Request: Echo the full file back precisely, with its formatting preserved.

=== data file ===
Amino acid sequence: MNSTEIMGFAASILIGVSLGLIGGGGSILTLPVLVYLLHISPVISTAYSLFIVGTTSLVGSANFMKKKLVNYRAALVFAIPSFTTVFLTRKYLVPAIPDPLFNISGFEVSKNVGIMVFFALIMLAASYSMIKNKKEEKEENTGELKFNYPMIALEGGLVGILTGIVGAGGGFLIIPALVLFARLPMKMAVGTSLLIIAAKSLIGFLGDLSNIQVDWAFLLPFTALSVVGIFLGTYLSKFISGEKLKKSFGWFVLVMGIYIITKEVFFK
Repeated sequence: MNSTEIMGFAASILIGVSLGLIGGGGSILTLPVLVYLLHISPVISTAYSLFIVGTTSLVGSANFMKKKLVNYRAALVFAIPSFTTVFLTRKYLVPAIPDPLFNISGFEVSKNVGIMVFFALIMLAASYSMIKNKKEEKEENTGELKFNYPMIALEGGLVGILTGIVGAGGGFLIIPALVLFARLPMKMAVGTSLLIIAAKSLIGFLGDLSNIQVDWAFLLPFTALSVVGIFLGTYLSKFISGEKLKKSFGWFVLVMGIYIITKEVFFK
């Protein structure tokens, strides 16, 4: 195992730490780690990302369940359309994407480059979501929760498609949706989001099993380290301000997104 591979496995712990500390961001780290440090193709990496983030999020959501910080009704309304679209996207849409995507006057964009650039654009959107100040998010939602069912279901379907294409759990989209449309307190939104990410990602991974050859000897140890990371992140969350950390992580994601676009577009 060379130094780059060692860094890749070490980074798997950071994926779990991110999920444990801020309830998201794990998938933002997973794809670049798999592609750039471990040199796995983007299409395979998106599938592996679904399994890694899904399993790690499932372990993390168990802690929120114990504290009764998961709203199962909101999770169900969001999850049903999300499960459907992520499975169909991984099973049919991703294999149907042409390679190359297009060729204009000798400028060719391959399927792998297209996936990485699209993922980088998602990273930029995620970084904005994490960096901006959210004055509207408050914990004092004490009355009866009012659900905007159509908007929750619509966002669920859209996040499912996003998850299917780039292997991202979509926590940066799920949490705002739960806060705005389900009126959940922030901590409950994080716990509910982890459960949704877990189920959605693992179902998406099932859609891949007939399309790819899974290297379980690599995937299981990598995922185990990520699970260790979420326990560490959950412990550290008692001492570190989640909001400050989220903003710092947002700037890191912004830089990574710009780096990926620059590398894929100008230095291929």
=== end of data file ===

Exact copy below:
Amino acid sequence: MNSTEIMGFAASILIGVSLGLIGGGGSILTLPVLVYLLHISPVISTAYSLFIVGTTSLVGSANFMKKKLVNYRAALVFAIPSFTTVFLTRKYLVPAIPDPLFNISGFEVSKNVGIMVFFALIMLAASYSMIKNKKEEKEENTGELKFNYPMIALEGGLVGILTGIVGAGGGFLIIPALVLFARLPMKMAVGTSLLIIAAKSLIGFLGDLSNIQVDWAFLLPFTALSVVGIFLGTYLSKFISGEKLKKSFGWFVLVMGIYIITKEVFFK
Repeated sequence: MNSTEIMGFAASILIGVSLGLIGGGGSILTLPVLVYLLHISPVISTAYSLFIVGTTSLVGSANFMKKKLVNYRAALVFAIPSFTTVFLTRKYLVPAIPDPLFNISGFEVSKNVGIMVFFALIMLAASYSMIKNKKEEKEENTGELKFNYPMIALEGGLVGILTGIVGAGGGFLIIPALVLFARLPMKMAVGTSLLIIAAKSLIGFLGDLSNIQVDWAFLLPFTALSVVGIFLGTYLSKFISGEKLKKSFGWFVLVMGIYIITKEVFFK
């Protein structure tokens, strides 16, 4: 195992730490780690990302369940359309994407480059979501929760498609949706989001099993380290301000997104 591979496995712990500390961001780290440090193709990496983030999020959501910080009704309304679209996207849409995507006057964009650039654009959107100040998010939602069912279901379907294409759990989209449309307190939104990410990602991974050859000897140890990371992140969350950390992580994601676009577009 060379130094780059060692860094890749070490980074798997950071994926779990991110999920444990801020309830998201794990998938933002997973794809670049798999592609750039471990040199796995983007299409395979998106599938592996679904399994890694899904399993790690499932372990993390168990802690929120114990504290009764998961709203199962909101999770169900969001999850049903999300499960459907992520499975169909991984099973049919991703294999149907042409390679190359297009060729204009000798400028060719391959399927792998297209996936990485699209993922980088998602990273930029995620970084904005994490960096901006959210004055509207408050914990004092004490009355009866009012659900905007159509908007929750619509966002669920859209996040499912996003998850299917780039292997991202979509926590940066799920949490705002739960806060705005389900009126959940922030901590409950994080716990509910982890459960949704877990189920959605693992179902998406099932859609891949007939399309790819899974290297379980690599995937299981990598995922185990990520699970260790979420326990560490959950412990550290008692001492570190989640909001400050989220903003710092947002700037890191912004830089990574710009780096990926620059590398894929100008230095291929």